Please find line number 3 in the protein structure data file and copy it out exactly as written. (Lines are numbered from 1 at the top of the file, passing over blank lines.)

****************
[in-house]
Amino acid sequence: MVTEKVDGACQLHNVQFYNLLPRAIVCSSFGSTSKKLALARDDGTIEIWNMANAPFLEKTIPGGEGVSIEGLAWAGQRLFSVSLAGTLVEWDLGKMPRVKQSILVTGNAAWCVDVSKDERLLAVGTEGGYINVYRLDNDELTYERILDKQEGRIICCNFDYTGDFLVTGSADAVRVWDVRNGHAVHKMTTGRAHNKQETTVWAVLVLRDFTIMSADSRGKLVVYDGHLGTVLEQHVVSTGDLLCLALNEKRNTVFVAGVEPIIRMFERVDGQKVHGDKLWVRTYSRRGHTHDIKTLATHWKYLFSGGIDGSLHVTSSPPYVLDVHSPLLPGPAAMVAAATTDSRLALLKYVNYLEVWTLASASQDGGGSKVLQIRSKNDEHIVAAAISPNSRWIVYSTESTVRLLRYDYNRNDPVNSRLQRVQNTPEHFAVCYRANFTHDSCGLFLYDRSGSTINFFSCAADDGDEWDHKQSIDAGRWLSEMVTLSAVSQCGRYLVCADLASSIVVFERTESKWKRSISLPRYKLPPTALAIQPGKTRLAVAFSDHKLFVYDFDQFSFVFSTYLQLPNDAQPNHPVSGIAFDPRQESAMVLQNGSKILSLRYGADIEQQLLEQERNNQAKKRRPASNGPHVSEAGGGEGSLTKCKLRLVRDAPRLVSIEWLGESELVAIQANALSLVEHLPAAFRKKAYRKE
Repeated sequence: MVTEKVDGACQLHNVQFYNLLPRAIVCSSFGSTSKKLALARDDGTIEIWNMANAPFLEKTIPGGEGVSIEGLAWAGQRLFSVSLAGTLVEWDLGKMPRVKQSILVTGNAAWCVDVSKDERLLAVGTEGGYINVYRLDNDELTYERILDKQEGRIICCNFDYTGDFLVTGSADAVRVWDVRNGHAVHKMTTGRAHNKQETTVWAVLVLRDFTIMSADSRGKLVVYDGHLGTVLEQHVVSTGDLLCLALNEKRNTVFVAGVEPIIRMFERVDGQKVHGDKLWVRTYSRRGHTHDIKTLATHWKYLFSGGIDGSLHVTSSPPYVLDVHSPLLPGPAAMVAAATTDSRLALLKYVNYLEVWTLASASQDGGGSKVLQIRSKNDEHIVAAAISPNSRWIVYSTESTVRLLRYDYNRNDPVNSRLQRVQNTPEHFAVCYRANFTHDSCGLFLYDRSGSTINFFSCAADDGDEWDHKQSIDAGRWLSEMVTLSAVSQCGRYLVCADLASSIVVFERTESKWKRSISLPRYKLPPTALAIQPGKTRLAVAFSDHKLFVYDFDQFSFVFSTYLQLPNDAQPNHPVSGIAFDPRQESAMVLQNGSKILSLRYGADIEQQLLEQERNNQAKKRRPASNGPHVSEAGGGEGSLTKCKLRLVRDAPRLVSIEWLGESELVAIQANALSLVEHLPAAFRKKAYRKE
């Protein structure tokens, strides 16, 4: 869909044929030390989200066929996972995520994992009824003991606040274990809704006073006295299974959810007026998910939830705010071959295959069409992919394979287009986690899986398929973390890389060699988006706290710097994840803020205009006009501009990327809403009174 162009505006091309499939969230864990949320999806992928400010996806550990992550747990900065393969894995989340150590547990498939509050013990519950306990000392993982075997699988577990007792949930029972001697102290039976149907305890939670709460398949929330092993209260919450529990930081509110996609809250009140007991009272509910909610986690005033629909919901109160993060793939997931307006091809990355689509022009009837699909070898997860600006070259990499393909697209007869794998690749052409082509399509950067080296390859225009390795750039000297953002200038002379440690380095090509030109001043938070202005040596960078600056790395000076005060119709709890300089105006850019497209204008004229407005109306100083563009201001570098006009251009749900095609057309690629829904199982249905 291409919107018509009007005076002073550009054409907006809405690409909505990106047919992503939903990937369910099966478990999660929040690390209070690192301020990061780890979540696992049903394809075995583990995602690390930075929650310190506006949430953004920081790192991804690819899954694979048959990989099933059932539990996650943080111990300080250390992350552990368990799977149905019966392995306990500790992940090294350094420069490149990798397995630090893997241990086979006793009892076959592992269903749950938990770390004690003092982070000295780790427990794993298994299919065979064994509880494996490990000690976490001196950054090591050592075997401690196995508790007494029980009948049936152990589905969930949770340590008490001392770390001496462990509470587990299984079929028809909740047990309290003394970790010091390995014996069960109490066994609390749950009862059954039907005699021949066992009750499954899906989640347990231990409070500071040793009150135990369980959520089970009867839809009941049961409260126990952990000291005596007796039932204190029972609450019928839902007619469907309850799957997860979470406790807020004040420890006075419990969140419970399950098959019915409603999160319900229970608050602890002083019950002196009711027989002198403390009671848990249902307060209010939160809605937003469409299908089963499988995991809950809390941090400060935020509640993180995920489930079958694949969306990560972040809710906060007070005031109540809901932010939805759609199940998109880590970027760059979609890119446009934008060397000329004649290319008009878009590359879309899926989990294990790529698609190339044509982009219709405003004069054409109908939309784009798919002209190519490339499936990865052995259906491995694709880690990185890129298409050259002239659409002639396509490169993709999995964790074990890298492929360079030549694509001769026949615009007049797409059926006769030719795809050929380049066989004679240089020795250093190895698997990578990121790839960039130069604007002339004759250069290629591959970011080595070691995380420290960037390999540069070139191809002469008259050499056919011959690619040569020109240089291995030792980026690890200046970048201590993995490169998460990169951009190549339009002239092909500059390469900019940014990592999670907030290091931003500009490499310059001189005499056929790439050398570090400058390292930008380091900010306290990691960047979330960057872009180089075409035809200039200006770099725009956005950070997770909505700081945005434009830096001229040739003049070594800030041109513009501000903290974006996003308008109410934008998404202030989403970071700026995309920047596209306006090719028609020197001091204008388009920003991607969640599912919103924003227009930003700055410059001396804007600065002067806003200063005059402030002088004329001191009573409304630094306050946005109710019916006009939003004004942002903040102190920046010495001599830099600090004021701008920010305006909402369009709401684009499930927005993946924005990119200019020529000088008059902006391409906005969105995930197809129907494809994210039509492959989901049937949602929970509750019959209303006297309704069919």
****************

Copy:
Repeated sequence: MVTEKVDGACQLHNVQFYNLLPRAIVCSSFGSTSKKLALARDDGTIEIWNMANAPFLEKTIPGGEGVSIEGLAWAGQRLFSVSLAGTLVEWDLGKMPRVKQSILVTGNAAWCVDVSKDERLLAVGTEGGYINVYRLDNDELTYERILDKQEGRIICCNFDYTGDFLVTGSADAVRVWDVRNGHAVHKMTTGRAHNKQETTVWAVLVLRDFTIMSADSRGKLVVYDGHLGTVLEQHVVSTGDLLCLALNEKRNTVFVAGVEPIIRMFERVDGQKVHGDKLWVRTYSRRGHTHDIKTLATHWKYLFSGGIDGSLHVTSSPPYVLDVHSPLLPGPAAMVAAATTDSRLALLKYVNYLEVWTLASASQDGGGSKVLQIRSKNDEHIVAAAISPNSRWIVYSTESTVRLLRYDYNRNDPVNSRLQRVQNTPEHFAVCYRANFTHDSCGLFLYDRSGSTINFFSCAADDGDEWDHKQSIDAGRWLSEMVTLSAVSQCGRYLVCADLASSIVVFERTESKWKRSISLPRYKLPPTALAIQPGKTRLAVAFSDHKLFVYDFDQFSFVFSTYLQLPNDAQPNHPVSGIAFDPRQESAMVLQNGSKILSLRYGADIEQQLLEQERNNQAKKRRPASNGPHVSEAGGGEGSLTKCKLRLVRDAPRLVSIEWLGESELVAIQANALSLVEHLPAAFRKKAYRKE